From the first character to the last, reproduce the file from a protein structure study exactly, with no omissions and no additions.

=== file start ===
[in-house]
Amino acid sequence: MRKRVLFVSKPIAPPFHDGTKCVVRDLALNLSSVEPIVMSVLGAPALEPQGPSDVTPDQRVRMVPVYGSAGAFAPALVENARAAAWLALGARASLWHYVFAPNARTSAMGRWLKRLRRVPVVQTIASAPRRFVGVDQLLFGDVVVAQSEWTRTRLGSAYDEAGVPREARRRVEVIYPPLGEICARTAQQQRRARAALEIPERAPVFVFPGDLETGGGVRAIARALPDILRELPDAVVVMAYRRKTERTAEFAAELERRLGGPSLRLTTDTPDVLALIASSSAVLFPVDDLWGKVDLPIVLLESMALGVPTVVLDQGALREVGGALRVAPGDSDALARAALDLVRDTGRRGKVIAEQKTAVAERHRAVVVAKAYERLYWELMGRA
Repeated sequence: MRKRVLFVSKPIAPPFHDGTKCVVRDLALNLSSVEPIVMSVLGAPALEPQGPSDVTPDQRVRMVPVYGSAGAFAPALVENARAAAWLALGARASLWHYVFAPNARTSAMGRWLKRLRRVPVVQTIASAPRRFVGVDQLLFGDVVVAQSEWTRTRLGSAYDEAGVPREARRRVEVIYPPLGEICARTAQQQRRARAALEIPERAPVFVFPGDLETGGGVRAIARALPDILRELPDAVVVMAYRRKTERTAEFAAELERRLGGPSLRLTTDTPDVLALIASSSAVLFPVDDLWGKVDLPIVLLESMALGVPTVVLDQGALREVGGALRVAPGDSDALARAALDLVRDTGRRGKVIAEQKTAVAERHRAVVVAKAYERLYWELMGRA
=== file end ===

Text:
[in-house]
Amino acid sequence: MRKRVLFVSKPIAPPFHDGTKCVVRDLALNLSSVEPIVMSVLGAPALEPQGPSDVTPDQRVRMVPVYGSAGAFAPALVENARAAAWLALGARASLWHYVFAPNARTSAMGRWLKRLRRVPVVQTIASAPRRFVGVDQLLFGDVVVAQSEWTRTRLGSAYDEAGVPREARRRVEVIYPPLGEICARTAQQQRRARAALEIPERAPVFVFPGDLETGGGVRAIARALPDILRELPDAVVVMAYRRKTERTAEFAAELERRLGGPSLRLTTDTPDVLALIASSSAVLFPVDDLWGKVDLPIVLLESMALGVPTVVLDQGALREVGGALRVAPGDSDALARAALDLVRDTGRRGKVIAEQKTAVAERHRAVVVAKAYERLYWELMGRA
Repeated sequence: MRKRVLFVSKPIAPPFHDGTKCVVRDLALNLSSVEPIVMSVLGAPALEPQGPSDVTPDQRVRMVPVYGSAGAFAPALVENARAAAWLALGARASLWHYVFAPNARTSAMGRWLKRLRRVPVVQTIASAPRRFVGVDQLLFGDVVVAQSEWTRTRLGSAYDEAGVPREARRRVEVIYPPLGEICARTAQQQRRARAALEIPERAPVFVFPGDLETGGGVRAIARALPDILRELPDAVVVMAYRRKTERTAEFAAELERRLGGPSLRLTTDTPDVLALIASSSAVLFPVDDLWGKVDLPIVLLESMALGVPTVVLDQGALREVGGALRVAPGDSDALARAALDLVRDTGRRGKVIAEQKTAVAERHRAVVVAKAYERLYWELMGRA